The quality of child care in the first four years plays a significant role in a child’s development. Read the Washington Post article.


From Child Trends: Early Head Start

Child Trends reports (PDF) that Early Head Start gains persist into the preschool years — improved math and literacy skills, reduced aggressive or hyperactive behaviors, longer attention spans and a more engaged relationship between the children and their parents.

Effect of Child Abuse on Later Intimate Relationships

Journal of Aggression, Maltreatment & Trauma has put out a special double issue focusing on the effects that childhood emotional maltreatment has on intimate relationships. It explores the relational difficulties often encountered by emotional abuse survivors. The empirically based articles in these issues look at the association between childhood emotional maltreatment and the relational difficulties of self-sacrifice, codependency, intimate partner violence, and sexual aggression.

Fatherhood Can Help Young Men Re-Assess their Lives and Status in Society

This study reports on the experience of a cohort of low socio-economic status New Zealand males who grew up during the economic reforms of the mid-1980s and 1990s. Seeing little future for themselves, they made minimal preparation for the demands of adult life, remaining instead on the margins of society. Fatherhood prompted them to re-script their self-assessment and their extra-marginal position.

Young Adults at High Risk for STDs, But Don’t Think They Are

15 percent of young adults in the U.S. between the ages of 18 and 26 have had a sexually transmitted disease (STD) within the past year, but nearly three-quarters of these young adults with an STD did not believe that they were at risk, according to a new Child Trends brief. Sexually Transmitted Diseases among Young Adults: Prevalence, Perceived Risk, and Risk-Taking Behaviors (PDF) analyzes recently released data from the National Longitudinal Study of Adolescent Health to provide estimates on the prevalence of and attitudes toward STDs among young adults, as well as on the behaviors that may put them at risk of contracting an STD.

What Do Parents Know About Children?

Results are out from a new national survey (PDF) of 1,615 parents of children from birth to three years conducted for ZERO TO THREE that was designed to explore issues and challenges that parents of young children confront today, gaps in knowledge about early development, sources of information and support to which parents turn and factors that influence their approaches to parenting.

The Structure of Male Adolescent Peer Networks and Risk for Intimate Partner Violence Perpetration: Findings from a National Sample.

This study is a descriptive analysis of how peer network “types” may be related to subsequent risk for intimate partner violence (IPV) perpetration among adolescents. Men in the group type characterized by small, dense, mostly male peer networks with higher levels of delinquent behavior reported higher rates of subsequent IPV perpetration than men whose adolescent network type was characterized by large, loosely connected groups of less delinquent male and female friends. Implications for prevention programming and future research are addressed.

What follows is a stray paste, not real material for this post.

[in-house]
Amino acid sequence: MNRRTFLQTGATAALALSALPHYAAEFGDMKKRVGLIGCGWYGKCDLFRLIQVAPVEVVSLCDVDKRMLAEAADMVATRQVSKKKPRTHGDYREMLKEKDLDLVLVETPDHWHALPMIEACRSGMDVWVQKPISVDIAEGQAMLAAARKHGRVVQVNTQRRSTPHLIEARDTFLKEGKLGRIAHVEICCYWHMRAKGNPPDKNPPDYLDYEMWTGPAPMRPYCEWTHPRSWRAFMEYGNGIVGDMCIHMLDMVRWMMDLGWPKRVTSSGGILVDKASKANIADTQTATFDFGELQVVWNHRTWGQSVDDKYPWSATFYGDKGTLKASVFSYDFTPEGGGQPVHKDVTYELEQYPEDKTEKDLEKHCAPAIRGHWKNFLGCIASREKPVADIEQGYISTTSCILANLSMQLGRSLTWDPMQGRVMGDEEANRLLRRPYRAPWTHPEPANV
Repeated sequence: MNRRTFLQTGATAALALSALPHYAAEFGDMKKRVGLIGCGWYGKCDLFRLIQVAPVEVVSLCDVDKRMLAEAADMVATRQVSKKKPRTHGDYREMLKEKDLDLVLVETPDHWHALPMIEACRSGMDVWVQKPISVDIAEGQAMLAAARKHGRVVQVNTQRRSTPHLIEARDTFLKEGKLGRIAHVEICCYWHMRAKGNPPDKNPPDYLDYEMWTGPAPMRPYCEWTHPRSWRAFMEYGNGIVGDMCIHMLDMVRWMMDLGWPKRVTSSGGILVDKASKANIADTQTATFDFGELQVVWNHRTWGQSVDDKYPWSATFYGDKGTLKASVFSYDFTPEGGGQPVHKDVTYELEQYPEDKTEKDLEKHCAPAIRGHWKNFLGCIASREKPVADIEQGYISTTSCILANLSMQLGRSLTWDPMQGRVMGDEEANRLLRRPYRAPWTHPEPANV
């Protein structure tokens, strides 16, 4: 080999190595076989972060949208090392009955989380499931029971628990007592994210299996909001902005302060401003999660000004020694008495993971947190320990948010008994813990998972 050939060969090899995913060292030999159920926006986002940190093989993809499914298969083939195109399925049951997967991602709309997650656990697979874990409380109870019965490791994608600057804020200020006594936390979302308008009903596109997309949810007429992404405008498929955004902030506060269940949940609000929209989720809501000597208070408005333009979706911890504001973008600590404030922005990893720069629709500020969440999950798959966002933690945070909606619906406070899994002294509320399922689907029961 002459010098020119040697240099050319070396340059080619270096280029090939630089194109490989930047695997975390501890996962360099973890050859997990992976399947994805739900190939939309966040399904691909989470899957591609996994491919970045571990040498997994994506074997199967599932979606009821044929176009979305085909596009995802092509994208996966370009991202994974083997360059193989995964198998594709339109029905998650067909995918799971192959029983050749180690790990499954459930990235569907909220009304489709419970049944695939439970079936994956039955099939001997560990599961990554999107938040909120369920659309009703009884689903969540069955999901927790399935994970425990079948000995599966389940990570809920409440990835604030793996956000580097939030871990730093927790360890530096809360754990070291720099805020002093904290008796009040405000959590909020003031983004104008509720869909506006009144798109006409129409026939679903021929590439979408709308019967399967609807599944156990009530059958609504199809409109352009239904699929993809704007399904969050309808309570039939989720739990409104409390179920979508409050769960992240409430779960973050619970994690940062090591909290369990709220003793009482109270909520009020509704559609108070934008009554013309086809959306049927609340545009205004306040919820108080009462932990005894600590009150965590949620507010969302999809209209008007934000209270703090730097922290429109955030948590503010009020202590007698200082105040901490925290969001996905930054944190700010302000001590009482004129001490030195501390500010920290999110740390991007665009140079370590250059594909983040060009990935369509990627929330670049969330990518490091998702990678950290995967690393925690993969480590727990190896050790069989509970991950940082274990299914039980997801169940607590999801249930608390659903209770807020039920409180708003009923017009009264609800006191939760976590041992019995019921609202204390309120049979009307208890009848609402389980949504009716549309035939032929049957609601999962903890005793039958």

New Report on Teens and Cell Phones: Things Adults and Service Providers Should Know

One finding in this new report from Pew: Cell phones help bridge the digital divide by providing internet access to less privileged teens (although, for some teens, using the internet from their mobile phone is too expensive). Teens from low-income households, particularly African-Americans, are much more likely than other teens to go online using a cell phone. This and other findings from this report may help service providers communicate better with youth.

Another finding: Parents of 12-13 year-old girls are more likely to report cell phone monitoring and limiting a child’s text messaging relates to lower levels of various texting behaviors among teens. Teens who are limited in texting by their parents are less likely to report regretting a text they sent, or to report sending sexually suggestive nude or nearly nude images by text (also known as “sexting”).

Foster Care Youth Often Struggle with Unplanned Pregnancies and Parenthood

A report by Chapin Hall indicates that many foster care youth become parents too early and without planning and by age 24 many are poorly educated and unemployed. They suggest that states make a serious effort to design programs to address this issue. Read the most recent full report of the longitudinal Midwest Foster Care Youth Study here.


Sale on InJoy Prenatal videos through June 30.

Encourage expectant moms to stay healthy and fit throughout their entire pregnancy. InJoy has the educational tools you need to promote prenatal health and fitness. Now you can teach how, and why, a healthy pregnancy can support a better and safer childbirth experience. Now is the time to add to your DVD library! Reserve your copy of the soon-to-be-released Alcohol & Pregnancy: Making Healthy Choices, or order any of their best-selling prenatal titles. Use Coupon Code ECHP410 to receive your discount. Offer expires 6/30/2010.

From Zero to Three: 16-Month-Olds

Click here to see developmental information and activities parents can do with 16-month-old toddlers.

Teen Dating Violence – Teen Perspectives

Read what teens have to say about dating violence at

Policy Update

New Child Care Authorization Rules for Teen Parents

Parents up to age 21 years who are in an approved GED or high school program may receive authorization for Child Care Assistance Program funds for a longer period of time, based on the school year rather than the current six month period. This is an important policy change in that it supports the educational goals of young parents and takes away some of their burden of completing and submitting extra paperwork during the school year.

Upcoming MOAPPP Trainings

June 22-23, 2010 – Duluth
July 13-14, 2010 – Winona
It’s That Easy! Parent Educator Training

June 22-23, 2010
8:45 a.m. – 4:00 p.m.
Building for Women
32 East 1st Street, Duluth

July 13-14, 2010